What would you do if I told you that there was a fourth The Girl With the Dragon Tattoo book on its way? Because apparently it’s happening, although there’s just one problem: Stieg Larsson passed away from a heart attack in 2004.
But that’s apparently not stopping anyone. According to the Hollywood Reporter, the Swedish publisher of Larsson’s Millenium trilogy, Nordstedts, has hired author David Langercrantz to pen a fourth entry in the series. Although an unfinished draft for a fourth Millenium novel was found on Larsson’s computer after his death, it won’t be used; the new novel will be a completely original story using the characters of Mikael Blomqvist and Lisbeth Salander. It’s set to be published in August of 2015.
The decision was made to continue the series after the publisher finished talks with Larsson’s father and brother, Erland and Joakim Larsson, who hold the rights to the work—but not everyone is happy about it. Larsson’s partner, Eva Gabrielsson, has called the continuation “tasteless”: “I guess I think it’s greedy,” she was quoted as saying. “It’s already a multimillion industry.”
Here’s my take: I don’t ALWAYS have a problem with other people taking up dead authors’ characters; true, they’re never as good as the originals (see: Frank Herbert, Robert Ludlum, and John Bellairs), but if a writer left unfinished drafts or even just notes for future books, sometimes it’s fun to see them brought to life after the fact. But in this case, I’m not sure how I feel about it—maybe it would be one thing if they were hiring a writer to finish what Larsson started; but they’re completely ignoring what he left and just hopping on the cash cow the series has become, and as Eva Gabrielsson said, that sounds greedy.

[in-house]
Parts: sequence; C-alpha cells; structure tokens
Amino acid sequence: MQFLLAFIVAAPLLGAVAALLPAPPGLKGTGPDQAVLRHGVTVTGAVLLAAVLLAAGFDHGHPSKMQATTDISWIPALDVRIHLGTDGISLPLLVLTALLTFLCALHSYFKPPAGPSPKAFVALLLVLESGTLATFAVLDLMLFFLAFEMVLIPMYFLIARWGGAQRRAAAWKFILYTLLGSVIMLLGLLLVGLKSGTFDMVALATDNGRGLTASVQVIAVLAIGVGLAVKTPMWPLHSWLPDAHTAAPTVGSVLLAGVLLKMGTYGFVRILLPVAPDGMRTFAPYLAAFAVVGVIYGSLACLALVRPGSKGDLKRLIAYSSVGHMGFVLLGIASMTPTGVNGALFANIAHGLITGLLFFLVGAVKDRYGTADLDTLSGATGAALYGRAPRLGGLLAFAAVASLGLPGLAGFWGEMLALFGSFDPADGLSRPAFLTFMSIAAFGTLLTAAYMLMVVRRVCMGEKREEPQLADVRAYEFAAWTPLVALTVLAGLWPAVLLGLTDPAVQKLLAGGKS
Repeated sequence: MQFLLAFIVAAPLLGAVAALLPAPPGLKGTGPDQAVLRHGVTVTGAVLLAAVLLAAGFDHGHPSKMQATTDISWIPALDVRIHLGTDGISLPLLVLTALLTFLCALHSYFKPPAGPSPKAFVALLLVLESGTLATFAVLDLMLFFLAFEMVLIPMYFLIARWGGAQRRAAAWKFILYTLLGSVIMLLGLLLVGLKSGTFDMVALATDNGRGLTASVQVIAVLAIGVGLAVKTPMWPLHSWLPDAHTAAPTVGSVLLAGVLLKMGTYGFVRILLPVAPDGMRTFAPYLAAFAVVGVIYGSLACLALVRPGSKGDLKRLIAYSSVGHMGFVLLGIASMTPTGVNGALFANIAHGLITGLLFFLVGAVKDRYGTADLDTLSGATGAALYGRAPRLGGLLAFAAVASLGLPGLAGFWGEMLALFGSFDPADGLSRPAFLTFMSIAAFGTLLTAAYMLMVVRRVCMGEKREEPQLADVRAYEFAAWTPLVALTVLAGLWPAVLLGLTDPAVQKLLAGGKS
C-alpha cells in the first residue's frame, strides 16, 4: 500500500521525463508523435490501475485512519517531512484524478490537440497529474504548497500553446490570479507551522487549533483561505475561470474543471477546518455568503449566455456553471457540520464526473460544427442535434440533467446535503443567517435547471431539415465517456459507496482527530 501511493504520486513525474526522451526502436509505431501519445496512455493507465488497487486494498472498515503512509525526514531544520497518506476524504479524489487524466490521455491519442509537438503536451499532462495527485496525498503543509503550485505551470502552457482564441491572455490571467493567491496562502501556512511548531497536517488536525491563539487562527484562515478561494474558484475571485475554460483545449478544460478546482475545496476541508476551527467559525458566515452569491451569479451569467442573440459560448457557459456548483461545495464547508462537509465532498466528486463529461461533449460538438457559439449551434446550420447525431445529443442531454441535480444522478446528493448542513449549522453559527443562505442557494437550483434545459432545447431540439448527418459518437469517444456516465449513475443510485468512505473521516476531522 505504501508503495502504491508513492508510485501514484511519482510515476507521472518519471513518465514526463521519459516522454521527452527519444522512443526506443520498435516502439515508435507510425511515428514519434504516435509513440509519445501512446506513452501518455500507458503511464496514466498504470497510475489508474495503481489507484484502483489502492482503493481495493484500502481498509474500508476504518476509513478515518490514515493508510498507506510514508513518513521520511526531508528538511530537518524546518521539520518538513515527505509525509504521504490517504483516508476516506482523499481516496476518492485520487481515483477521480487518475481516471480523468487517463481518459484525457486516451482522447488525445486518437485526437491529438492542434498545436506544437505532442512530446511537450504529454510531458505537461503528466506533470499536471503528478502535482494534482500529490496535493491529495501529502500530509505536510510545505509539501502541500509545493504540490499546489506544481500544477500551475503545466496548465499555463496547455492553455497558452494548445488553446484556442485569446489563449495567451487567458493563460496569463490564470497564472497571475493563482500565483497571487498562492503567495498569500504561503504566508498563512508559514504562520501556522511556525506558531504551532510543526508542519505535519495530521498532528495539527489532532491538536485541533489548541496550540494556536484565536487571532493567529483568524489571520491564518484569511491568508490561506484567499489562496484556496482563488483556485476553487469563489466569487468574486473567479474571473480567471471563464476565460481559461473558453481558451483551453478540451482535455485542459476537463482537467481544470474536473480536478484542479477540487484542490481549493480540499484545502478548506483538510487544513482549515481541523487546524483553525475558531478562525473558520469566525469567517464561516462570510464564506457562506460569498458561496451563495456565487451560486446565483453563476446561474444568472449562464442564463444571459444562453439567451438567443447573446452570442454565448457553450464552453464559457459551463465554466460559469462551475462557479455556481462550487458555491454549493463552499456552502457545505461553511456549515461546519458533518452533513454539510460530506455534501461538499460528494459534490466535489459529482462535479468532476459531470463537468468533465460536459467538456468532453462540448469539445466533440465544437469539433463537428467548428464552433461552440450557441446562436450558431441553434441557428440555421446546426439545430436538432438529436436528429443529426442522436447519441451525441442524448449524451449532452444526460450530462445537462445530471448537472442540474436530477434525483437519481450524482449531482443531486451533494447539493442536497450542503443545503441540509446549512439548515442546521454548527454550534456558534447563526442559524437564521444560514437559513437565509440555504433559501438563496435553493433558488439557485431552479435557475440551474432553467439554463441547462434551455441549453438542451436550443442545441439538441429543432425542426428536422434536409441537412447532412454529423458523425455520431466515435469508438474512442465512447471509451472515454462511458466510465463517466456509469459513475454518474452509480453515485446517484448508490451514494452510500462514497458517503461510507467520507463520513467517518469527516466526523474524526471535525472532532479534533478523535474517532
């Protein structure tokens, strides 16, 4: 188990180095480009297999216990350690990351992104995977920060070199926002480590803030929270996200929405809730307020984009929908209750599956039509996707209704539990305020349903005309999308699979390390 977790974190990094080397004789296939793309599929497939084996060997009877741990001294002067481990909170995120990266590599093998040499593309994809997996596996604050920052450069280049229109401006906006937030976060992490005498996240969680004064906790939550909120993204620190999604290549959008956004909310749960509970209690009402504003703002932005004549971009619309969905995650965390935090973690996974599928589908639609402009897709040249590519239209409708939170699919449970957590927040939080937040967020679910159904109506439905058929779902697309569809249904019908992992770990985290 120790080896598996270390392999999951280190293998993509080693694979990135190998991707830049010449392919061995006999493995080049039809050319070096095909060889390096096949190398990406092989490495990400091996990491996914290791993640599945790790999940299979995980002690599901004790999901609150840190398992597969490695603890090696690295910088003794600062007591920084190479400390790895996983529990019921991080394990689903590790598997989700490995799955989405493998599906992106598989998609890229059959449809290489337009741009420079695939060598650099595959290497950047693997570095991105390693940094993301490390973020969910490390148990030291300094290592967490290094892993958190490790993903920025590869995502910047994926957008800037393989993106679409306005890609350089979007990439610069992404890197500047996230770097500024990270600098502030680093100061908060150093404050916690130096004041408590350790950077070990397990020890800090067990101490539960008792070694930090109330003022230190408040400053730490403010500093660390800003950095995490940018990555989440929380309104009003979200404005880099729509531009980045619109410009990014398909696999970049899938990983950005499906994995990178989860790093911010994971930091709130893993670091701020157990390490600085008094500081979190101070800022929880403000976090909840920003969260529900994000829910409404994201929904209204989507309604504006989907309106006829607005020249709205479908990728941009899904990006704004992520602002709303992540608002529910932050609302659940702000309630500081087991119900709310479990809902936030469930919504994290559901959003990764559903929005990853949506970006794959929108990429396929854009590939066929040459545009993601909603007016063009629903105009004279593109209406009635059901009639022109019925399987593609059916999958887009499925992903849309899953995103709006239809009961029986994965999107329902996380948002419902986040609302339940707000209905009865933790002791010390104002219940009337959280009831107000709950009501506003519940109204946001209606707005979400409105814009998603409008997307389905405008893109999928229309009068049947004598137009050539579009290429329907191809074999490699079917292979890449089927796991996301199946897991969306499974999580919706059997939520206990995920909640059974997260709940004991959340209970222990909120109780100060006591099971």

That said, though, I actually think further Millenium books are kind of unnecessary in the first place, so I’m not entirely sure I would feel much better about it if this new entry WERE going to be a finished version of Larsson’s draft. Yes, I found the original trilogy to be as much of a page-turner as everyone else; but to be honest, I always found the first one to be the best of the three, largely because it stands on its own so well. The second two felt like they should have been one book, as they were really two parts of the same story. And by the end of the trilogy, all of the threads of each character got wrapped up nicely, so I’m not sure there’s much of a need to revisit them.
Maybe that’s just me, though. What do you think, Bettys? Yea? Nay? Yea for the idea, but nay for the execution of it? And while we’re at it, where the heck is the next movie adaptation, Sony? Leave us a comment and tell us what you think!
Lucia Peters is BettyConfidential’s senior editor.